The Blue Mountains are encounted when traveling west from Sydney. The Blue Mountains also encompass a very large area and for most of the area at a 1000 mtre altitude. Changeable weather is the norm. The Three Sisters, Echo point and the Jenolan Caves are the signature locations for the Blue Mountains.
Arthur Phillip, the first governor of New South Wales, first glimpsed the extent of the Blue Mountains from a ridge at the site of today's Oakhill College, Castle Hill. He named them the Carmarthen Hills, 'some forty to sixty miles distant..." and he reckoned that the ground was "most suitable for government stock". This is the location where Gidley King in 1799 established a prison town for political prisoners from Ireland and Scotland.
A former convict, John Wilson, may have been the first European to cross the Blue Mountains. It is also believed that Mathew Everingham, 1795, may have also been partly successful based on letters he wrote at the time which came to light in the late 1980s. Wilson arrived with the First Fleet in 1788 and was freed in 1792. He settled in the bush, living with the Aborigines and even functioning as an intermediary between them and the settlers.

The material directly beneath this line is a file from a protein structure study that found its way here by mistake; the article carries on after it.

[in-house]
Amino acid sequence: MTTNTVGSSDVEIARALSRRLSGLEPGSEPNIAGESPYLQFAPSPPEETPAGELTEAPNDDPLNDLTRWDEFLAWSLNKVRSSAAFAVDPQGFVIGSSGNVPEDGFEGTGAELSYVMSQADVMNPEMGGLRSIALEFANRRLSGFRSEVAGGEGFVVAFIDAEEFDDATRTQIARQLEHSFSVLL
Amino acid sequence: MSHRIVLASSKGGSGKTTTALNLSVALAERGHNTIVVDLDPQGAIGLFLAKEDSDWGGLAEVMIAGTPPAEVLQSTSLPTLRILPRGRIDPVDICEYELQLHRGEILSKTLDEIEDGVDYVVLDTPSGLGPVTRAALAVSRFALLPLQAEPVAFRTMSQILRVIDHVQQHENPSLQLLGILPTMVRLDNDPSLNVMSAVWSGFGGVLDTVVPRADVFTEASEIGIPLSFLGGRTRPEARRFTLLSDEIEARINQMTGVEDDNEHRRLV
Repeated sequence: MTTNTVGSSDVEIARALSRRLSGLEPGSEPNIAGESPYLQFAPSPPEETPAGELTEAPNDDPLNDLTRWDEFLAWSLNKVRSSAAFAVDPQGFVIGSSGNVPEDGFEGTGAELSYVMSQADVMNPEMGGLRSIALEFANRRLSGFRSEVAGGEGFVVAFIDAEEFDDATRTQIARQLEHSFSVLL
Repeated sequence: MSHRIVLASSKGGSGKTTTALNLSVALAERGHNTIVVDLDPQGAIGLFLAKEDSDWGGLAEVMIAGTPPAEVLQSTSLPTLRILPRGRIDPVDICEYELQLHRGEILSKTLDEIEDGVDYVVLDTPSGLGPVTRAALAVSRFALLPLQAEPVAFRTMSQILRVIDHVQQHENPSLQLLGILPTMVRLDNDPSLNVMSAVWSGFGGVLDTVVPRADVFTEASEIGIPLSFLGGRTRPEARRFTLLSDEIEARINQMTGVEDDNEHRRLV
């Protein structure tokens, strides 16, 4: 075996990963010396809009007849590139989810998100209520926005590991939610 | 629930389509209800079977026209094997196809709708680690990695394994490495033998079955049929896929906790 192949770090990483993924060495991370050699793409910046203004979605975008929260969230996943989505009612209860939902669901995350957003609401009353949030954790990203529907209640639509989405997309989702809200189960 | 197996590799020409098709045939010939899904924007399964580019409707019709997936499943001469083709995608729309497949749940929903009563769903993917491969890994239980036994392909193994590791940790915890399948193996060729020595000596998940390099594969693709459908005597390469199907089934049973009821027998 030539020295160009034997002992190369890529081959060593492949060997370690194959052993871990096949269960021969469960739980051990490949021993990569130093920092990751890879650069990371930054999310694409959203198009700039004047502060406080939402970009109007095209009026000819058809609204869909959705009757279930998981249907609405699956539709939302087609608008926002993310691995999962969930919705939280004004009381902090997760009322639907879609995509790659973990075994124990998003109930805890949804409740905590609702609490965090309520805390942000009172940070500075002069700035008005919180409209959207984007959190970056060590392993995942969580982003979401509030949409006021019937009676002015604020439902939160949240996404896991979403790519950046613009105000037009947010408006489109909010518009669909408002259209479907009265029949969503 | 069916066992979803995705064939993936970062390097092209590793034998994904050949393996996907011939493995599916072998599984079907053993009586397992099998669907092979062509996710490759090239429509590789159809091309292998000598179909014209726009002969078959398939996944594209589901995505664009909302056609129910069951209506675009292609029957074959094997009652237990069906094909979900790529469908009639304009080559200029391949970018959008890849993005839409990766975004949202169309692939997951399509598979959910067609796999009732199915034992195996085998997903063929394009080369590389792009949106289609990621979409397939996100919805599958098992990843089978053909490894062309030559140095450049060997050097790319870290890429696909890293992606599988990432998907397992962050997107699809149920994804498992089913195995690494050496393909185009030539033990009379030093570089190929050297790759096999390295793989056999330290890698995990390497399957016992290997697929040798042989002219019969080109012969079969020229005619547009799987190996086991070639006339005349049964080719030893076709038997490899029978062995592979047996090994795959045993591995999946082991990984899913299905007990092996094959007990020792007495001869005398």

Official credit for crossing the Blue Mountains was eventually given to Blaxland, Lawson and Wentworth. Following an exploratory trip in 1811, Blaxland, who wanted more grazing land, reasoned that the mountains could be crossed by following the ridges (thus creating the myth that the ridges were the easy way, when the easy way was in fact Coxs River). Accompanied by Lawson and Wentworth, he set out on 11 May 1813, and the party succeeded in crossing the mountains by 31 May.
When visiting the Blue Mountains endeavour to ensure the weather is favourable. If the weather is misty or raining views are illiminated.